And so it goes. . .

And so it goes.

If a person or idea dies in Slaughterhouse Five, the Ecclesiastes of novels, Kurt Vonnegut includes this phrase.

And it is perfect for the experience of Dresden. I read the novel as I walked the town and lived in both the glorious past, the horrible past, the redeemed present, and the mysterious future.

Dresden is a city where time does not flow left to right in an orderly manner, but like Vonnegut’s book jumps about with no seeming pattern. This is false, just as false as thinking Vonnegut’s book is “anti-war.” It is anti-war, of course, but also anti-peace, if peace is the return to consumption and normalcy. Who is, after all, for bombings or for “normalcy?” Both war and tedium are equally able to kill the body.

And yet Vonnegut’s characters experiences unexpected goodness in time and access it the way a lover accesses golden memories. They are sacramental, outside of time’s normal stream, so can be accessed at any moment.

Dresden is in the same dialectic with time: it poses the question in frequent black and white pictures of rubble and answers it with gardens and rebuilt buildings. And yet ugly commercial building skip us ahead to a time when even old men will not be old enough to recall World War II and the only values will be those of the glib, the rich, and the botoxed.

I could walk down a street and see the horrible future, the horrible past, all in dialog with the present on the streets of Dresden. The city is a Vonnegut novel living around intense moments of reality that became central and accessible now matter when they happened.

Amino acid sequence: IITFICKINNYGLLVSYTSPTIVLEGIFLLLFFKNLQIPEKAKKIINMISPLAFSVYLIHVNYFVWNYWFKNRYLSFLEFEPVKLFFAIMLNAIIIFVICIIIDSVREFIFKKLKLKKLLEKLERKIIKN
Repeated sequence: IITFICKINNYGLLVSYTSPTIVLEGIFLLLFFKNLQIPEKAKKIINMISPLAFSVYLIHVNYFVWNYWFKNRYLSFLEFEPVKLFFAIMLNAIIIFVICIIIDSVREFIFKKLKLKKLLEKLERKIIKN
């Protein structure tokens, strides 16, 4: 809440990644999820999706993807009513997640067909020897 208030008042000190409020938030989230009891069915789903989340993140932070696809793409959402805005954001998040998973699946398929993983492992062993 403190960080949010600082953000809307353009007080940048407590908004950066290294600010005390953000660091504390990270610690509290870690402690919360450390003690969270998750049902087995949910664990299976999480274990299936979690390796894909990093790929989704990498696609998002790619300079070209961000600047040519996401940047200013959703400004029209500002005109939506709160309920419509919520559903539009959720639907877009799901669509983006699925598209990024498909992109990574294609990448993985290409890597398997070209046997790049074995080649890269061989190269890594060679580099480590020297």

And yet for me there was more in Dresden than Vonnegut saw, because Raphael’s Sistine Madonna was, is, and will be there. When I saw it, I left time, but not to Dresden, past, present, or future, but to the City of God. There stands a woman saying “yes” to God and so holding God in her arms: a God to whom her obedience gave life. Around her was ghostly cloud of witnesses and cherubs: one thoughtful, one impish.

Dresden wisely understand the centrality of this image of Mary. Ages past venerated the artist and the work and sold treasures of great price to bring it to the city. A throne was shoved out of the way to give space for Her display. But then wicked men commercialized the image and so tried to ruin it for us. The museum shows pieces of “art” that made Kinkaide-ist what Raphael saw. The cherubs in particular were used on celebrations of war, socialism, and normalcy.

They were reduced to cute.

And so it goes.

But the Raphael madonna defies this historic moment. The world changed and outside of Hallmark the marketers mercifully moved on to pillage other great art and music. The Mother of God waited and now I think has outlived those who loved her too unwisely to love her well.

Like the real Dresden, the Sistine Madonna is eternal.

I cannot own the picture, even the most careful reproduction risks bombing my memory. I can recall her just now, the Woman, standing saying “yes” to all that is life and denying no thing.

I can access that divine moment when I feel dark and Mary does not pretend the darkness is light, a sword pierced her heart and now sorrow pulverizes my own. She is always there, the spindle of the cosmos, unbombable, unkitschable, touchable.

And so it is, was, and ever shall be.


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